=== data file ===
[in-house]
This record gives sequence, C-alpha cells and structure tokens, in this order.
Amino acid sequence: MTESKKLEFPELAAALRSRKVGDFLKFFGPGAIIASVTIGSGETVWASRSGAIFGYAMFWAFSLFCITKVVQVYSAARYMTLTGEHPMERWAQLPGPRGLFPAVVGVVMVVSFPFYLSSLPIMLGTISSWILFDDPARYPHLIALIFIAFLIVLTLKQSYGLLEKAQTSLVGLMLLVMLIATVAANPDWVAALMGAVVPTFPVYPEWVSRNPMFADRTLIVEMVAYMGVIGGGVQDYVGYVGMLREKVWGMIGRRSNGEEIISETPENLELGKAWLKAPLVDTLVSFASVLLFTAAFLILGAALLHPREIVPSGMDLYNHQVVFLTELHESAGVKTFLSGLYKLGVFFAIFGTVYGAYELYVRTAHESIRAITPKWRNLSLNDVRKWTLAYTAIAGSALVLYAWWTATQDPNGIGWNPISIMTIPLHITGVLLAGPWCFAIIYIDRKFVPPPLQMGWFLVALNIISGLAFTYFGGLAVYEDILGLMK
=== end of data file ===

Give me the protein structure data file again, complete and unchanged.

[in-house]
This record gives sequence, C-alpha cells and structure tokens, in this order.
Amino acid sequence: MTESKKLEFPELAAALRSRKVGDFLKFFGPGAIIASVTIGSGETVWASRSGAIFGYAMFWAFSLFCITKVVQVYSAARYMTLTGEHPMERWAQLPGPRGLFPAVVGVVMVVSFPFYLSSLPIMLGTISSWILFDDPARYPHLIALIFIAFLIVLTLKQSYGLLEKAQTSLVGLMLLVMLIATVAANPDWVAALMGAVVPTFPVYPEWVSRNPMFADRTLIVEMVAYMGVIGGGVQDYVGYVGMLREKVWGMIGRRSNGEEIISETPENLELGKAWLKAPLVDTLVSFASVLLFTAAFLILGAALLHPREIVPSGMDLYNHQVVFLTELHESAGVKTFLSGLYKLGVFFAIFGTVYGAYELYVRTAHESIRAITPKWRNLSLNDVRKWTLAYTAIAGSALVLYAWWTATQDPNGIGWNPISIMTIPLHITGVLLAGPWCFAIIYIDRKFVPPPLQMGWFLVALNIISGLAFTYFGGLAVYEDILGLMK